Former RBI governor Y V Reddy has said fiscal deficit is under stress and it could put pressure on the interest rates when the turnaround comes. He was however confident that the RBI would be able to deal with this problem. Referring to Consumer Price Index he said one should keep in mind the fact that the underlying inflationary pressure in India is very high.
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He said, “…to asses the underlying inflationary pressure, and in order to compare the policy actions taken by other countries, we should recognize that the CPI of India is still on a high side and that should be an important input. Very often the financial markets may not give attention to that.”
The country’s largest maker of home and personal care products has been losing market share by value across key product categories. Mint reported that Hindustan Unilever’s market share fell ranging from two to six percentage points in the last four quarters mainly as price-sensitive consumers switched to cheaper products, while HUL has been hiking its prices in the last one and a half years. The company’s net sales and profit have gone up in the period to December, but that’s mainly because of the higher prices. The decline in market share is clearly a matter of concern for the company because its volumes are going down.
An AC Nielsen report says the overall market for soaps, detergents, shampoo and other products has grown in double digits over the last one year, But a DSP Merrill Lynch study shows HUL’s share has fallen in these categories. While the soap market grew 18%, HUL’s market share fell to 47.5% in the three months ended March from 53.4% in the January-March quarter of 2008.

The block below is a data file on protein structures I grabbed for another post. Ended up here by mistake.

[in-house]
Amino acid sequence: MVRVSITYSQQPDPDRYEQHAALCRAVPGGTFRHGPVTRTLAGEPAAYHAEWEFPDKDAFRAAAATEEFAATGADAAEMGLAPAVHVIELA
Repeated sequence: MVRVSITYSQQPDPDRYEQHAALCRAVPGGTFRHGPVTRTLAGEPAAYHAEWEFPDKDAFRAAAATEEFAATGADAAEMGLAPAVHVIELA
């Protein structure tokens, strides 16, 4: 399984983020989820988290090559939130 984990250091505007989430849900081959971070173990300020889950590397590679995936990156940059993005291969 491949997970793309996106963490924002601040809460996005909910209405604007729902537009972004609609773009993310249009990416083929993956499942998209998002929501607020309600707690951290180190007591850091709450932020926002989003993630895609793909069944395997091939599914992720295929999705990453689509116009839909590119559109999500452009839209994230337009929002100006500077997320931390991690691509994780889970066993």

Similarly detergents grew 23.4% in 2008-09 but HUL’s share fell to 36.8% from 38.9%. The shampoos market grew 18% and again HUL’s share came down to 44.7% compared with 46.3% a year ago. While the trend may be worrisome for HUL, it’s still far ahead of all rivals and continues to be the market leader
Just before phase four of elections which was considered crucial for the Congress, Rahul Gandhi caused a flutter in political circles by openly wooing NDA allies JD(U) and AIADMK. The young Gandhi was all praise for JDU leader and Bihar Chief Minister Nitish Kumar and declared at the same time that the NDA existed no more. Rahul’s open overture ruffled BJP feathers.
Gandhi said, “All these parties were part of the NDA at one point of time. But now the NDA no longer exists.”
While targeting the BJP’s allies, Rahul also made an attempt to cosy up to former Congress allies -- the left parties. He went to the extent of saying that if the Left parties did manage to get the numbers, he would be the first one to support them.
”The ideological differences between Congress and Left persist but there is lot of meeting ground and reasonable amount of common space,” he said.
The Left rebuffed Rahul’s overture and called it a sign of desperation and repeated its refrain that it was working to bring a non-Congress, non-BJP alternative to power at the Centre.
With the world looking to save fuel and electric vehicles offering a viable option, countries in the west are supporting the idea. The US announced a $7,500 rebate and the UK government 5000 pounds. In India, manufacturers like Hero Electric, Electrotherm India and Reva Electric Car Company have asked the government for a 25% subsidy and for Value Added Tax to be reduced to 4% from 12%. While there have been incentives at the state level, the center is yet to respond to the industry demand. However, sources at the Ministry of New and Renewable Energy say a policy may be announced after the general elections.